Climbing Pittsburg hill they moved along the Portland road curving into Des Moines township then to the township lines between Des Moines, Van Buren, Jackson and Chequest. Where the four townships corner at the Lebanon Cemetery is one of two sites where this occurs in Van Buren County. The other place is at Utica. The wagon trains run almost straight west through Lebanon towards Stringtown, however, in Section 32 of Chequest Township, the trail turned northwest and on the county line a camp was occupied at Richardsons' Point.

As with all migrating pioneers, sickness and death stalked the Mormons. A short distance east of Richardsons' Point, is a burial site of the deceased occupants of the camp. It is thought there are at least 24 graves in the little burial site. Old-timers tell of granite fieldstone with the letters J.S. and the numbers 46 being chiseled on it. Diaries tell of the deaths of James Monroe Tanner and Edwin Little, a nephew of Brigham Young at this camp. These graves have been marked. There is another tale of a cache of weapons being buried here, too.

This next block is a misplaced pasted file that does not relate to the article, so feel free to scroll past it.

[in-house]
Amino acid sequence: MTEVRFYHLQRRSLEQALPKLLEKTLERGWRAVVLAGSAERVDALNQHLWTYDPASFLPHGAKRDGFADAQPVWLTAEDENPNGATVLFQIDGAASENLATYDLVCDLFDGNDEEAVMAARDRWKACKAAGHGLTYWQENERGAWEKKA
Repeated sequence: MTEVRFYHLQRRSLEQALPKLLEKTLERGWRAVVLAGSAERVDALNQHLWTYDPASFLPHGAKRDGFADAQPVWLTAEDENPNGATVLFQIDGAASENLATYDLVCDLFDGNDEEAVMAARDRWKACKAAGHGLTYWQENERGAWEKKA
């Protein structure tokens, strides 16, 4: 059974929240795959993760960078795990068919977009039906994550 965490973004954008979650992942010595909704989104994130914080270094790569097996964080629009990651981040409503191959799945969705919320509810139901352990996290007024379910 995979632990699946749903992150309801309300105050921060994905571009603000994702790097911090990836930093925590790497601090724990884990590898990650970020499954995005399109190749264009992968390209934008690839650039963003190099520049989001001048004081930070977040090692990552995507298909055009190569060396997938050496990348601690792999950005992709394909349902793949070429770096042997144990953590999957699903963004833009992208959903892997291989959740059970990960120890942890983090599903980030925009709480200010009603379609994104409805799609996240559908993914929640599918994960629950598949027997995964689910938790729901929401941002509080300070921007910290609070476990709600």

The previously described route is the main Mormon Trail, but the Mormons fanned out all over the county to secure work to finance their trek to Utah. They offered their labor to the citizens of the county for a mere pittance. The price of labor market was already depressed with the influx of their services, the labor market became ridiculously low. The material for many of the rail fence was cheaply prepared. Innumerable cabins and substantial buildings were built with the cheap labor. They left throughout the county, many exhibits of their handiwork. (This article was written by Van Buren County historian, Ralph Arnold.)


What did the migrating people from the east carry with them on their way westward? A list of necessities for the Mormon trek to the Great Salt Lake was published on November 14, 1845, in the Nauvoo newspaper, the Illinois Neighbor. The Mormon list of goods was for a much longer trip than most pioneers made to Iowa.